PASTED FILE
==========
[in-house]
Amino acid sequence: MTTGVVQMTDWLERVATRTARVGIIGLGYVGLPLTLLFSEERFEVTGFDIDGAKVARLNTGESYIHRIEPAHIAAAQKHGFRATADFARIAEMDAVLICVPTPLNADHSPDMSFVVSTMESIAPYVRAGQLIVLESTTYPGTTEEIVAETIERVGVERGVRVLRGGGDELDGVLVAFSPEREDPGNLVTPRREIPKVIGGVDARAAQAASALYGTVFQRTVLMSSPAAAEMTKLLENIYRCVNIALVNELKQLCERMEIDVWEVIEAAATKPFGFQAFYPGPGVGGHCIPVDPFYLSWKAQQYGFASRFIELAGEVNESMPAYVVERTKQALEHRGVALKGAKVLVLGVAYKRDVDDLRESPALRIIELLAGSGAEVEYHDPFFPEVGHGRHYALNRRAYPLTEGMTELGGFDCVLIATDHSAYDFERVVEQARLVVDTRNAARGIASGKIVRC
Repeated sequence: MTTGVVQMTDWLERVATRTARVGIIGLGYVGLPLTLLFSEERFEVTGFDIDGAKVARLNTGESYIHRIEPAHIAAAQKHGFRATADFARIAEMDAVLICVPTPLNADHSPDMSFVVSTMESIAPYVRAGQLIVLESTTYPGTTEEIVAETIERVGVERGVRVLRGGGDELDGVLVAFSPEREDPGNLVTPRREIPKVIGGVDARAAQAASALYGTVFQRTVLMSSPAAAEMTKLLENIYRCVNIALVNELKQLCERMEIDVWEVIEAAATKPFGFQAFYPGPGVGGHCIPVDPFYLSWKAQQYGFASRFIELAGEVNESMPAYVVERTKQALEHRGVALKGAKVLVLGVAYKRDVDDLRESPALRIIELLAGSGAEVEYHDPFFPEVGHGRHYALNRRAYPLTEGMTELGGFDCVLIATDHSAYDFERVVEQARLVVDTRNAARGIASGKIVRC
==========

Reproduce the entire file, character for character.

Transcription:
[in-house]
Amino acid sequence: MTTGVVQMTDWLERVATRTARVGIIGLGYVGLPLTLLFSEERFEVTGFDIDGAKVARLNTGESYIHRIEPAHIAAAQKHGFRATADFARIAEMDAVLICVPTPLNADHSPDMSFVVSTMESIAPYVRAGQLIVLESTTYPGTTEEIVAETIERVGVERGVRVLRGGGDELDGVLVAFSPEREDPGNLVTPRREIPKVIGGVDARAAQAASALYGTVFQRTVLMSSPAAAEMTKLLENIYRCVNIALVNELKQLCERMEIDVWEVIEAAATKPFGFQAFYPGPGVGGHCIPVDPFYLSWKAQQYGFASRFIELAGEVNESMPAYVVERTKQALEHRGVALKGAKVLVLGVAYKRDVDDLRESPALRIIELLAGSGAEVEYHDPFFPEVGHGRHYALNRRAYPLTEGMTELGGFDCVLIATDHSAYDFERVVEQARLVVDTRNAARGIASGKIVRC
Repeated sequence: MTTGVVQMTDWLERVATRTARVGIIGLGYVGLPLTLLFSEERFEVTGFDIDGAKVARLNTGESYIHRIEPAHIAAAQKHGFRATADFARIAEMDAVLICVPTPLNADHSPDMSFVVSTMESIAPYVRAGQLIVLESTTYPGTTEEIVAETIERVGVERGVRVLRGGGDELDGVLVAFSPEREDPGNLVTPRREIPKVIGGVDARAAQAASALYGTVFQRTVLMSSPAAAEMTKLLENIYRCVNIALVNELKQLCERMEIDVWEVIEAAATKPFGFQAFYPGPGVGGHCIPVDPFYLSWKAQQYGFASRFIELAGEVNESMPAYVVERTKQALEHRGVALKGAKVLVLGVAYKRDVDDLRESPALRIIELLAGSGAEVEYHDPFFPEVGHGRHYALNRRAYPLTEGMTELGGFDCVLIATDHSAYDFERVVEQARLVVDTRNAARGIASGKIVRC